Although the present case may be distinguished from many of the "other insurance" cases discussed above, in that those cases deal with two policies that clearly cover a single loss, whereas the present case involves a loss "divided" between two policies, the Court finds the holdings in those cases instructive. It is generally held that when the conflicting clauses are ignored, as they must be, the Court should -- in the absence of other grounds for distinguishing the policies -- evenly prorate the loss between the two insurers. See United States Fidelity & Guaranty Co. v. Liberty Mutual Ins. Co., 327 F. Supp. 462 (M.D. Pa. 1971) (loss prorated based upon maximum limits of each policy where provisions of policies mutually repugnant); Cosmopolitan Mutual; Lamb-Weston, supra.
This outcome is further supported by local precedent providing for equal distribution of the loss where the time of the loss cannot be established with sufficient precision to place it within one of the two coverage periods. Transamerica Insurance Co. v. Diplomat Parking Corp., 282 A.2d 564 (D.C. 1971). The court in Transamerica noted that the liability rule adopted in that case closely paralleled the liability of joint tortfeasors. Id. at 566 (citing Summers v. Tice, 33 Cal.2d 80, 199 P.2d 1 (1948); Ybarra v. Spangard, 25 Cal.2d 486, 154 P.2d 687 (1944); Restatement (Second) of Torts § 433B (1965)). This analogy is appropriate in the present action as well. The parties in this case, through their contracts of insurance, assumed liability for the acts of their insured within the relevant coverage periods. In this case, the negligent acts of the insured in the Glacier coverage period together with the negligent acts of the insured in the Continental coverage period jointly resulted in indivisible injuries to Mr. Cephas. Because the insurers "assume" liability for the actions in the two different time periods, their position is analogous to two persons whose separate acts resulted in an indivisible injury to Mr. Cephas. If the two insurers were tried as defendants in a tort action arising from such an injury their liability would be joint. In the present case, the insurers' liability, based on their contractual obligations, should also be joint. Absent a more accurate means of apportioning this joint liability, the parties must make equal contributions towards the total damage award.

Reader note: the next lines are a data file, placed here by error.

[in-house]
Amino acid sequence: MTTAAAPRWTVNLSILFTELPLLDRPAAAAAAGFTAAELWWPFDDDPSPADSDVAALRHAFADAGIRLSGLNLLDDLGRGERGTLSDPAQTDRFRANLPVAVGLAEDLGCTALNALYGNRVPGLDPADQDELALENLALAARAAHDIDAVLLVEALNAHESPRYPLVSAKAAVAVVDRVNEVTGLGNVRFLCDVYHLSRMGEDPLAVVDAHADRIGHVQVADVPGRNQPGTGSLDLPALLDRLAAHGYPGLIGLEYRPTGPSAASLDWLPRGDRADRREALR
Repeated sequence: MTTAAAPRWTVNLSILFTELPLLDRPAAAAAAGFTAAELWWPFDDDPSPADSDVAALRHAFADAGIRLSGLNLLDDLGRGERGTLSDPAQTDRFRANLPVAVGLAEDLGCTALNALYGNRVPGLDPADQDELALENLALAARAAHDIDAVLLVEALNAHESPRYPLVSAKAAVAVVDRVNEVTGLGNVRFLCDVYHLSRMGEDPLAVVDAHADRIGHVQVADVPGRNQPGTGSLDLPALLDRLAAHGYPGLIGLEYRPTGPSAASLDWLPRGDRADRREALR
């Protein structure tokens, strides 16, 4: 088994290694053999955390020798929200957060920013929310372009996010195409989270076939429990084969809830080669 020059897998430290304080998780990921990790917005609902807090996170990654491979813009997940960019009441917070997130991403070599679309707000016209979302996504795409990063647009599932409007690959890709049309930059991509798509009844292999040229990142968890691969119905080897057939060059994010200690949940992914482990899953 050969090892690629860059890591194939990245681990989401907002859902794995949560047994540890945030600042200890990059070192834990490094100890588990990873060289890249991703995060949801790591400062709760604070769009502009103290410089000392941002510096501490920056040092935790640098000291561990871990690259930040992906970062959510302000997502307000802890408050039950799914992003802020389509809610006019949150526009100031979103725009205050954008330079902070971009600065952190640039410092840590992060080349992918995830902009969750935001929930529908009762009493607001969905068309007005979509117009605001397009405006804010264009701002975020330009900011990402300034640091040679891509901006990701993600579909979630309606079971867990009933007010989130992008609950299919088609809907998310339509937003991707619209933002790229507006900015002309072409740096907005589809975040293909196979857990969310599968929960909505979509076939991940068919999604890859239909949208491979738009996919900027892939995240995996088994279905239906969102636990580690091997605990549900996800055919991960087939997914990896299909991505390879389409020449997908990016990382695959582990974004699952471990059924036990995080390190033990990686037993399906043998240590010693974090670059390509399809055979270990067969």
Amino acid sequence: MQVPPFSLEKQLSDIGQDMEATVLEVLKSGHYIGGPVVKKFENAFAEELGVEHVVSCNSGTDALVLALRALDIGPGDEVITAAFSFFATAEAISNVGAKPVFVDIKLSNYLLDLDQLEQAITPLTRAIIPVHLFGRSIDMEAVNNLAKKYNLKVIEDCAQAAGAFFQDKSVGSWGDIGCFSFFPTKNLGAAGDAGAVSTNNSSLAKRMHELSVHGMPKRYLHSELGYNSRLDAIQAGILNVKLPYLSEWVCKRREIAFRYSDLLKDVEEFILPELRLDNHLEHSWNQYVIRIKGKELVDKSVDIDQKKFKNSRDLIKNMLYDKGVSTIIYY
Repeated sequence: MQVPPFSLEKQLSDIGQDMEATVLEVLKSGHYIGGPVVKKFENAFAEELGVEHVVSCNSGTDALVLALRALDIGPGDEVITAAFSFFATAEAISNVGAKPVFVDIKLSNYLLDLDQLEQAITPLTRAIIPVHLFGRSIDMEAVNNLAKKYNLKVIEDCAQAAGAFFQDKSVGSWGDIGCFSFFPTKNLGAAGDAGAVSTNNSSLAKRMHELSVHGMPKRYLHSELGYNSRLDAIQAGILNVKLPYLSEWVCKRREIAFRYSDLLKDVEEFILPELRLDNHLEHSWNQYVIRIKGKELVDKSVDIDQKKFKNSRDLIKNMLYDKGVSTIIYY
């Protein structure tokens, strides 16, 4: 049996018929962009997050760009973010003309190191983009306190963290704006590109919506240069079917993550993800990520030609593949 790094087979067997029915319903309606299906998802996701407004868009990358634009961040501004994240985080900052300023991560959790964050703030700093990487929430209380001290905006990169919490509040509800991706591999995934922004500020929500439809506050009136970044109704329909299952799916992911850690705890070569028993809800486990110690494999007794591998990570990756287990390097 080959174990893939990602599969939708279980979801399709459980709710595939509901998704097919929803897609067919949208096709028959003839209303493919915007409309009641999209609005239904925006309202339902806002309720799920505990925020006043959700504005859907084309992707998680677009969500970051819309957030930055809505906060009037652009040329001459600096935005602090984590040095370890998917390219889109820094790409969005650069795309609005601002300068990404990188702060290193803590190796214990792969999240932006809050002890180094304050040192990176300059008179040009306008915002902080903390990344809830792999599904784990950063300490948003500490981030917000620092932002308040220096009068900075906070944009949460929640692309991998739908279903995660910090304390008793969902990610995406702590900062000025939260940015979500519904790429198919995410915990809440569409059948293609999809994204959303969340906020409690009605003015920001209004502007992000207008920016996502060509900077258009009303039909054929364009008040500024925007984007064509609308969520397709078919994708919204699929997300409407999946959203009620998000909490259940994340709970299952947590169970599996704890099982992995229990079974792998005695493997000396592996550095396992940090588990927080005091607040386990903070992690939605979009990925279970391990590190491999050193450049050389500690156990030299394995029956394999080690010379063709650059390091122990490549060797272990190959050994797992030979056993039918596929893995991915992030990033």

Because the Court is aware that the parties have already made equal contributions to the settlement, no further distribution is necessary. The proper allocation of liability is the status quo. An appropriate Order will issue in accordance with the terms of this opinion.
In accordance with the Memorandum Opinion issued this 19th day of March, 1985, it is hereby
1) Plaintiff's Motion for Summary Judgment is denied;
2) Defendant's Motion for Summary Judgment is denied;
3) The above-captioned case shall be, and is, dismissed.